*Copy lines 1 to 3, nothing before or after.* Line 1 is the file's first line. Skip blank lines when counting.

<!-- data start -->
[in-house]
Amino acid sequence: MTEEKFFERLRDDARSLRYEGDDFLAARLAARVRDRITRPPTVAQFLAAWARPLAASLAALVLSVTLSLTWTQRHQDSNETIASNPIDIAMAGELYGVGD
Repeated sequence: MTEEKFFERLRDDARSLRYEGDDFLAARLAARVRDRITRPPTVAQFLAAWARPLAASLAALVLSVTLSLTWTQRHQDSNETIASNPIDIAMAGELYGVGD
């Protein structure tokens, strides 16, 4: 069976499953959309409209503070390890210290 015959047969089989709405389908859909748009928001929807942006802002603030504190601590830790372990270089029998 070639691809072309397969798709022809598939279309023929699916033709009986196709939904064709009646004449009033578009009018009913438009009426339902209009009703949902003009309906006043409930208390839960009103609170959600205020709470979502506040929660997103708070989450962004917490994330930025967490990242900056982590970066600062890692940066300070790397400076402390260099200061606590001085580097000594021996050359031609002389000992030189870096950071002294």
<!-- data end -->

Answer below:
[in-house]
Amino acid sequence: MTEEKFFERLRDDARSLRYEGDDFLAARLAARVRDRITRPPTVAQFLAAWARPLAASLAALVLSVTLSLTWTQRHQDSNETIASNPIDIAMAGELYGVGD
Repeated sequence: MTEEKFFERLRDDARSLRYEGDDFLAARLAARVRDRITRPPTVAQFLAAWARPLAASLAALVLSVTLSLTWTQRHQDSNETIASNPIDIAMAGELYGVGD